In contemporary usage, a scapular (from the Latin for “shoulder blade”) refers t…

In contemporary usage, a scapular (from the Latin for “shoulder blade”) refers to a sacramental object made of two small panels of woven wool (the required material), each roughly two inches by three inches, and connected by a loop of string. The scapular is worn with one panel resting over the breast and the other in approximately the same position on the back.

The most popular scapular we know of, is that of Our Lady of Mount Carmel, or the “Brown Scapular.” Wearing the Brown Scapular expresses devotion to the Mother of God, trust in her intercession, submission to her spiritual maternity, and a desire to emulate her faithfulness. In return, wearers may hope, in faith, to receive the privileges and promises associated with the wearing of the scapular.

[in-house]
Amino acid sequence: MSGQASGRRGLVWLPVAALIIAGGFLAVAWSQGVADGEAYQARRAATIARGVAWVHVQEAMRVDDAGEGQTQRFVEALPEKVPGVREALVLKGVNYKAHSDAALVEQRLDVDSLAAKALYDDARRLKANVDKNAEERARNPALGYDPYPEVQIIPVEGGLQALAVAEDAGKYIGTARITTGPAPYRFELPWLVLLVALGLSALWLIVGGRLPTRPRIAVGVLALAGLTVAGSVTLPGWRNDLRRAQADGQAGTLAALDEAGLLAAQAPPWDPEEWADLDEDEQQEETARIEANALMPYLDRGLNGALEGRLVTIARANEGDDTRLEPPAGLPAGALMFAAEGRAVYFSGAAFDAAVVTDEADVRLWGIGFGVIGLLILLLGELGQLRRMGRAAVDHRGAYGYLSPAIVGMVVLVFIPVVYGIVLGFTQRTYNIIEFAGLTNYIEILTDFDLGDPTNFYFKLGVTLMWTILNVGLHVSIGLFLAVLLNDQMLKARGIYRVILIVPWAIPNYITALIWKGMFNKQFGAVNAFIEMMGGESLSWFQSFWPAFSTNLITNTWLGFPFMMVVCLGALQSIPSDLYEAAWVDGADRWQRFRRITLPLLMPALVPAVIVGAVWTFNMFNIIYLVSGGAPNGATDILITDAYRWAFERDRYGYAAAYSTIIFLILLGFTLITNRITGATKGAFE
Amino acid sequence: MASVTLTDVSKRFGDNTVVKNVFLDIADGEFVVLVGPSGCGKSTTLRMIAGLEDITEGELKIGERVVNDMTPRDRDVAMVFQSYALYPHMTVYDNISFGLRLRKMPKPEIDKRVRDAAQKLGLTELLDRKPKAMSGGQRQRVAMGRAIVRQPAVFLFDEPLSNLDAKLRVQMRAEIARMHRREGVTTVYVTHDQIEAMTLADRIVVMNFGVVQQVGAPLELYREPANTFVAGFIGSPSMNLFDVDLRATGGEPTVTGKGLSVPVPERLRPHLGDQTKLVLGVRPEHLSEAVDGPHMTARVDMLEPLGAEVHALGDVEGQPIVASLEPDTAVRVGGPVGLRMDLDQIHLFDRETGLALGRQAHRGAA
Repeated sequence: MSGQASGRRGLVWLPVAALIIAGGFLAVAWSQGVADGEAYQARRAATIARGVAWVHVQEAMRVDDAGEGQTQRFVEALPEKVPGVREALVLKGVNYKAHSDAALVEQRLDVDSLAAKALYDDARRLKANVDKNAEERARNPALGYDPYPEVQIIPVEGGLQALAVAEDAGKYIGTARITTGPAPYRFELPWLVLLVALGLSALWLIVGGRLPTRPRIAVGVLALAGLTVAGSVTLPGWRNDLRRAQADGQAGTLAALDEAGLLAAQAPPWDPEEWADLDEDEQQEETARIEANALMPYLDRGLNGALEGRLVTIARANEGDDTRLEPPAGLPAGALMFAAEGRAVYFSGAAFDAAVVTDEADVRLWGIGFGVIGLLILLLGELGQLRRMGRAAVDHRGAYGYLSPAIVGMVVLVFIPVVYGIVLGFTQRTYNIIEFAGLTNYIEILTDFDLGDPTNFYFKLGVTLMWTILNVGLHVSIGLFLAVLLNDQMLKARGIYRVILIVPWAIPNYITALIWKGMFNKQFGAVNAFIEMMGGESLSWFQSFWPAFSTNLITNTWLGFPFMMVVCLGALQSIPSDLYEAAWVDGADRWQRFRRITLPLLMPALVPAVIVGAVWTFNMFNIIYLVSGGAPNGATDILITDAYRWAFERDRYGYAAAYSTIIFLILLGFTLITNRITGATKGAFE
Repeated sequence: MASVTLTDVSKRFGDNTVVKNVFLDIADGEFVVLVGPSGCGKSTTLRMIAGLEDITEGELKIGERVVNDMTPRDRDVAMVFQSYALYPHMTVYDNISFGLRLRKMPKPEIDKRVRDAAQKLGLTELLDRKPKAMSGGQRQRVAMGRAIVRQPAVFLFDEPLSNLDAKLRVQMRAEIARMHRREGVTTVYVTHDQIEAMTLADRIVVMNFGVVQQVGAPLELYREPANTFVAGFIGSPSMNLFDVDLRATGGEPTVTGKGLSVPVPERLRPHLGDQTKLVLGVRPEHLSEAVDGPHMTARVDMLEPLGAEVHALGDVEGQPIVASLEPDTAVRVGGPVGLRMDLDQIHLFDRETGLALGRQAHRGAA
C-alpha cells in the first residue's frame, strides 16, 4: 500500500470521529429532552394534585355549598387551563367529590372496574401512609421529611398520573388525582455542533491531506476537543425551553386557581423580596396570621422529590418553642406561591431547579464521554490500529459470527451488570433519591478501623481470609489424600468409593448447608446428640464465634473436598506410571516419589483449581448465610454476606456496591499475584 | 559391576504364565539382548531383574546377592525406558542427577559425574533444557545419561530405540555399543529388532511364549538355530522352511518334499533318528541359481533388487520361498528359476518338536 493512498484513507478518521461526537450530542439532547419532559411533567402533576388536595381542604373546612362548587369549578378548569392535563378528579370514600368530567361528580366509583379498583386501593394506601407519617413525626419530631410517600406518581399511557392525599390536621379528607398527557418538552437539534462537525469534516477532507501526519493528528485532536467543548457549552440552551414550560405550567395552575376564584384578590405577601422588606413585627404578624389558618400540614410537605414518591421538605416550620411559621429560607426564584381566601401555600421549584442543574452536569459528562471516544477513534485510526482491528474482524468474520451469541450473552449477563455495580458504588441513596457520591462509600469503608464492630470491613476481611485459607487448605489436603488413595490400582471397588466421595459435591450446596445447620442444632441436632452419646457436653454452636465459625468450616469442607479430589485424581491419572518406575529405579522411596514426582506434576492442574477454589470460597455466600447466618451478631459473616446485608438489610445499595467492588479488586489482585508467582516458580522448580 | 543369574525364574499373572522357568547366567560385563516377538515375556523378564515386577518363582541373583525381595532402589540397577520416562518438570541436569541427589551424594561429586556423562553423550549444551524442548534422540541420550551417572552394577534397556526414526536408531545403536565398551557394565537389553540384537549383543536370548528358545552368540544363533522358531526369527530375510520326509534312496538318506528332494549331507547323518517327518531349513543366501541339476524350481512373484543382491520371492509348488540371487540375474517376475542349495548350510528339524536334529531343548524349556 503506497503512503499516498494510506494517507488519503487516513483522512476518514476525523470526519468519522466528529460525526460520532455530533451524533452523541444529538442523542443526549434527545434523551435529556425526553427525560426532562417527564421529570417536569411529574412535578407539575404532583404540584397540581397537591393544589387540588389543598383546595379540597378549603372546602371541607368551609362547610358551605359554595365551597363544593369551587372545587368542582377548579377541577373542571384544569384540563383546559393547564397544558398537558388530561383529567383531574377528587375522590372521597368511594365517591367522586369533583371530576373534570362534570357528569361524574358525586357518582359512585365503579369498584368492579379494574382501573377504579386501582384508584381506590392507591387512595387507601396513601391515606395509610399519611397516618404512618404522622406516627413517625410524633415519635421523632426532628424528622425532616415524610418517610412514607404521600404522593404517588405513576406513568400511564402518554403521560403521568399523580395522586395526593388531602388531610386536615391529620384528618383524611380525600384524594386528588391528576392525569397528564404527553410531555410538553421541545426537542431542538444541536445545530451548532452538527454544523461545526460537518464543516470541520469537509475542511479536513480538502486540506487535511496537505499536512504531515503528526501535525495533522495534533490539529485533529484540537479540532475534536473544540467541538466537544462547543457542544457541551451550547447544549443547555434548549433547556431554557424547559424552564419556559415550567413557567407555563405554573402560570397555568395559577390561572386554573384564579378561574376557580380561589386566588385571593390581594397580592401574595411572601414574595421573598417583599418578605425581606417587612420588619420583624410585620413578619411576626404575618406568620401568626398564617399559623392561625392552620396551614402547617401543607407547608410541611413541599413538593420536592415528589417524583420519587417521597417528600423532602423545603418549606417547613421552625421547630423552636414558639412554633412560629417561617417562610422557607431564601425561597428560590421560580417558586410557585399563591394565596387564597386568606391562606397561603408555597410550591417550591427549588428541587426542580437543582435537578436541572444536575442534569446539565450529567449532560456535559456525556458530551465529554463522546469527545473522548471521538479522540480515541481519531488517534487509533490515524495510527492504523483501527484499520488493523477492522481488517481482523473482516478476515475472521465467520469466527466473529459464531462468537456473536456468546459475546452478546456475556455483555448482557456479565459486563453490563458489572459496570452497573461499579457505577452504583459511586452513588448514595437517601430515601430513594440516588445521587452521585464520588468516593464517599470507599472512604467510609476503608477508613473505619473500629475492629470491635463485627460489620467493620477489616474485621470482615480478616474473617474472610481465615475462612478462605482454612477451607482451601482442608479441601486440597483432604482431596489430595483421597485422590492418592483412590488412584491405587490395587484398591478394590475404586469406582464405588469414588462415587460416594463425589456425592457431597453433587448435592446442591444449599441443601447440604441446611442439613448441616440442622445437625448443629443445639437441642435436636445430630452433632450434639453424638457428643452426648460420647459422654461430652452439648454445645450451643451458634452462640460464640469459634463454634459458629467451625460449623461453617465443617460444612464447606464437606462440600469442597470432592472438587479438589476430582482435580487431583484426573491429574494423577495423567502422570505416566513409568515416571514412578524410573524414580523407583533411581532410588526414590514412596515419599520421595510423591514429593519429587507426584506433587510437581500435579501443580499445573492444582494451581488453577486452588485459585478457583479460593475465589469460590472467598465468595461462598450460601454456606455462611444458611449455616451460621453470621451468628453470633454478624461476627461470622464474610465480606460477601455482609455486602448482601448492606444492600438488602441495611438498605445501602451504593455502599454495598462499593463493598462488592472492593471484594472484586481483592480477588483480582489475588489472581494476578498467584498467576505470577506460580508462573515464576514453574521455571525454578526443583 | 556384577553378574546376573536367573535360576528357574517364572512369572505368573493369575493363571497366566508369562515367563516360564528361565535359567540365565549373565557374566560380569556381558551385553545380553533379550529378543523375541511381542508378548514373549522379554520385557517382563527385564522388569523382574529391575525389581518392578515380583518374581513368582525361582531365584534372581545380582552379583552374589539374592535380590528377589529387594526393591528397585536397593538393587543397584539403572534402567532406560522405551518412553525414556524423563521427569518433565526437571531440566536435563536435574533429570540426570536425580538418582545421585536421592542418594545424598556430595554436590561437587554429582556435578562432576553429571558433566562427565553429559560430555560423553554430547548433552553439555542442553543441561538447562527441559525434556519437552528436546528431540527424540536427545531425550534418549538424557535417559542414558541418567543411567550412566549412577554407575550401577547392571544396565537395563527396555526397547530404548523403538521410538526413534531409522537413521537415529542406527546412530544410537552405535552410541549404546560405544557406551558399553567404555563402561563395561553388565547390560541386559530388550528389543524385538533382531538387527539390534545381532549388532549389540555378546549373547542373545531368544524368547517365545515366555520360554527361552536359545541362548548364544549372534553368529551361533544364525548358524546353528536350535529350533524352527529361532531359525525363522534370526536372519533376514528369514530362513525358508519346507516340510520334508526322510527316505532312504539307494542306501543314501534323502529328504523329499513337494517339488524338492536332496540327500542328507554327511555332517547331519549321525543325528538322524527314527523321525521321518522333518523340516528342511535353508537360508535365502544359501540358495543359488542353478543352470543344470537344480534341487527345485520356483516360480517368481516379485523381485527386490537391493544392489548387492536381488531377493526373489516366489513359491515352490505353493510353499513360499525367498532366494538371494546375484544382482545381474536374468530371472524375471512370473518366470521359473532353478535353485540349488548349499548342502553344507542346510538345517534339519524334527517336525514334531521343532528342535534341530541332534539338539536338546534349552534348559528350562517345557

A scapular does not offer magical protection. But it can be spiritually powerful, due to the blessings bestowed on it through the Church’s intercession. Wearing a blessed scapular indicates, first and foremost, the conscious effort of one who is motivated to live as a true disciple of Christ. In this way, a scapular offers many occasions of grace. It acts as a reminder to pray regularly, to ask the intercession of the Blessed Mother, and to live a faith-filled life.

Source: Catholic Digest

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